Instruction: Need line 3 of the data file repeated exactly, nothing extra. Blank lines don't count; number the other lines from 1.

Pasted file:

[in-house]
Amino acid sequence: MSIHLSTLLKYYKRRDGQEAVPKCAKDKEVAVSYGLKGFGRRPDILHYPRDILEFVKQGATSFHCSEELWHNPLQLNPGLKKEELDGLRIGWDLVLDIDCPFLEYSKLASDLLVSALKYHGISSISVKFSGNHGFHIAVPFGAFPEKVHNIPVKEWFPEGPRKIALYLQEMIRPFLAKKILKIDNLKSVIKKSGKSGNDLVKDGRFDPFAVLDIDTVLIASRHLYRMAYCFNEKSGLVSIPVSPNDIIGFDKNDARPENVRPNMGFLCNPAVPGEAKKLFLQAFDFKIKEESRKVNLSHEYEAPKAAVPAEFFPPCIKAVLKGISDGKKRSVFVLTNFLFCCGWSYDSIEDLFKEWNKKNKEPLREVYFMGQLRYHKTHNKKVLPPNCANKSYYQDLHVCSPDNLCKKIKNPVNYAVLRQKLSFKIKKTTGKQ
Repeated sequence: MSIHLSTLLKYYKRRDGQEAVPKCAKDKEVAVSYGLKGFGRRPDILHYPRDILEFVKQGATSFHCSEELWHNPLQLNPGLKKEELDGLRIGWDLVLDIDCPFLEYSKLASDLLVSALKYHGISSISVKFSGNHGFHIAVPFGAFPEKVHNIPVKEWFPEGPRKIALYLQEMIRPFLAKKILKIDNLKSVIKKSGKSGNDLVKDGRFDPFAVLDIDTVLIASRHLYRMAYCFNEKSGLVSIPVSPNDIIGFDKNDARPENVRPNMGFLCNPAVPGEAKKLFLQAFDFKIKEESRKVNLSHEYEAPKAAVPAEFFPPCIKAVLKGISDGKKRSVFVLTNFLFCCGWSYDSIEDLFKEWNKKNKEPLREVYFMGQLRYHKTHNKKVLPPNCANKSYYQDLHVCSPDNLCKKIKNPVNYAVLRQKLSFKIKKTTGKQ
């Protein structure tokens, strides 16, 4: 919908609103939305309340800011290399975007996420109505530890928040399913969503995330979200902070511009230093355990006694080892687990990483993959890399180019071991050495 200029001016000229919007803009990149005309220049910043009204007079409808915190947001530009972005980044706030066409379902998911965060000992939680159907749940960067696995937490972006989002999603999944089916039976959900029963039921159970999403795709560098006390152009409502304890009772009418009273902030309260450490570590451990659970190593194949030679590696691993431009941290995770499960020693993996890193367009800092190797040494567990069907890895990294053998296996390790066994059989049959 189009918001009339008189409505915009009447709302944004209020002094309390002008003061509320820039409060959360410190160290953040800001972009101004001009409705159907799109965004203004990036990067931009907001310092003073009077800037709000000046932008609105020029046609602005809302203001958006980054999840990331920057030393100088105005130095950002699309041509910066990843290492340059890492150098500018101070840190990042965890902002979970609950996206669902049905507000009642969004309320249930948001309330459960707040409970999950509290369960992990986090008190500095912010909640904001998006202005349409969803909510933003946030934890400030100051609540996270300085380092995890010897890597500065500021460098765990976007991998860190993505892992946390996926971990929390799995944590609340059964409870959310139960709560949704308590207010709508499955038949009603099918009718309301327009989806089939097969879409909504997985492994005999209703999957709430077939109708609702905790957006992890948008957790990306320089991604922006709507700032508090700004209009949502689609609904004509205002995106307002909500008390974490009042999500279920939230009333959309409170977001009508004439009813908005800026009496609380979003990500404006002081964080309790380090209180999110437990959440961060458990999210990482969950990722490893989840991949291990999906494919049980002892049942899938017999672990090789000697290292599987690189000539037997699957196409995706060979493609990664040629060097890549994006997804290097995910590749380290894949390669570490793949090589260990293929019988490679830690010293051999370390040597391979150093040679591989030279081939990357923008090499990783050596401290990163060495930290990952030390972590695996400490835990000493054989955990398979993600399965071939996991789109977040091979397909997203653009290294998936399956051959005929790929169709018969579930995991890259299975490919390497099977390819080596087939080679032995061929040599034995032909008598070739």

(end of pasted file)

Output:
Repeated sequence: MSIHLSTLLKYYKRRDGQEAVPKCAKDKEVAVSYGLKGFGRRPDILHYPRDILEFVKQGATSFHCSEELWHNPLQLNPGLKKEELDGLRIGWDLVLDIDCPFLEYSKLASDLLVSALKYHGISSISVKFSGNHGFHIAVPFGAFPEKVHNIPVKEWFPEGPRKIALYLQEMIRPFLAKKILKIDNLKSVIKKSGKSGNDLVKDGRFDPFAVLDIDTVLIASRHLYRMAYCFNEKSGLVSIPVSPNDIIGFDKNDARPENVRPNMGFLCNPAVPGEAKKLFLQAFDFKIKEESRKVNLSHEYEAPKAAVPAEFFPPCIKAVLKGISDGKKRSVFVLTNFLFCCGWSYDSIEDLFKEWNKKNKEPLREVYFMGQLRYHKTHNKKVLPPNCANKSYYQDLHVCSPDNLCKKIKNPVNYAVLRQKLSFKIKKTTGKQ